In light of those realities, I will rescind my evaluation of Hirsch as a patriotic man. Indeed, by omitting mention of the US as a country founded on serious atrocities, power inequities, inequality, and oppression, and by leaving out concepts such as structural inequality/oppression, racism, patriarchy, and other systemic problems, he fails to put forth an academic solution for elementary schools that is either comprehensive enough or fully informed from a social justice perspective. This makes his few mentions of the desire (perhaps not his own) to produce social justice through his proposed reforms as, at best, dubious. Finally, the cursory mentions of social justice come off more as placating statements to the politically progressive readers of his book, such as myself.

For other critiques of E.D. Hirsch’s educational philosophy, see below.

Grant Wiggins

Thomas R. McCambridge

Santa Clara University

Many thanks for the read! I warmly welcome your constructive criticism and other comments below; in fact I can hardly improve as a writer without them!

The element of mystery in human interaction

For some reason, since I’ve begun working this new restaurant job in San Francisco I’ve started noticing Everything That Goes Unsaid. Of course, that’s absurd. It’s technically impossible to do, because we can’t read each other’s thoughts… yet!

What I mean by that is, especially in work situations, most coworkers’ personal lives remain mysteries to you; there’s usually not the interest let alone time to hang out and get to know one another, so the chatter centers on what needs to get done.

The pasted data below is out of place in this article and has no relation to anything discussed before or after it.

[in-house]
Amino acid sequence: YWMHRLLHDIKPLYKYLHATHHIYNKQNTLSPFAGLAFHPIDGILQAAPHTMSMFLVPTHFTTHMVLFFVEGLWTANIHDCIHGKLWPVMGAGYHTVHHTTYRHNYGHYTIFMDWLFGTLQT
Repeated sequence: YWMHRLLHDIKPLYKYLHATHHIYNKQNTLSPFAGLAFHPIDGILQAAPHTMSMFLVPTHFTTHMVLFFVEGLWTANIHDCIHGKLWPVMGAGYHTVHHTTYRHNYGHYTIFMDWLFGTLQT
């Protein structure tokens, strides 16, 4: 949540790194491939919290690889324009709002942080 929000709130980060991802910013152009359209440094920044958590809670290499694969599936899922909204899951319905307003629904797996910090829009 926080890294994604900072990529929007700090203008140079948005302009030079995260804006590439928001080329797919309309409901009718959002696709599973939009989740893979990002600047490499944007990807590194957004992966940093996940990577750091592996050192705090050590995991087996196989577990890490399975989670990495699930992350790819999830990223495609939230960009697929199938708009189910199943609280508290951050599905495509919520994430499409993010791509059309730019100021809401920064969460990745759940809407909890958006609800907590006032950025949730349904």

“What kind of sports do you like?” E-man asked me last week.
“Capoeira,” I replied, adding “I was never really into field sports, just dance and martial arts.”

This was a rare instance of someone initiating a conversation about me, taking interest in my life.

I would do more of that with others, but after 16 long, well-spent and hyper social months in Ireland/Spain, I’m frankly tired of getting to know people. I would rather keep to myself, do what I need to do, and – very selectively, very seldomly – get to know people as I please.

This all has to do with the element of mystery in social relationships. It fascinates me, partly because as one friend put it recently, “each person is a window into a different reality.” Word up to that! I would add that each culture and country is too, as you can feel if you go abroad to really simmer somewhere.

Yes, we can never know everything about someone, save perhaps the very best of friends or life partners. It gets at a quote I first read in another friend’s Facebook profile, of all places: “the more I learn, the less I know.”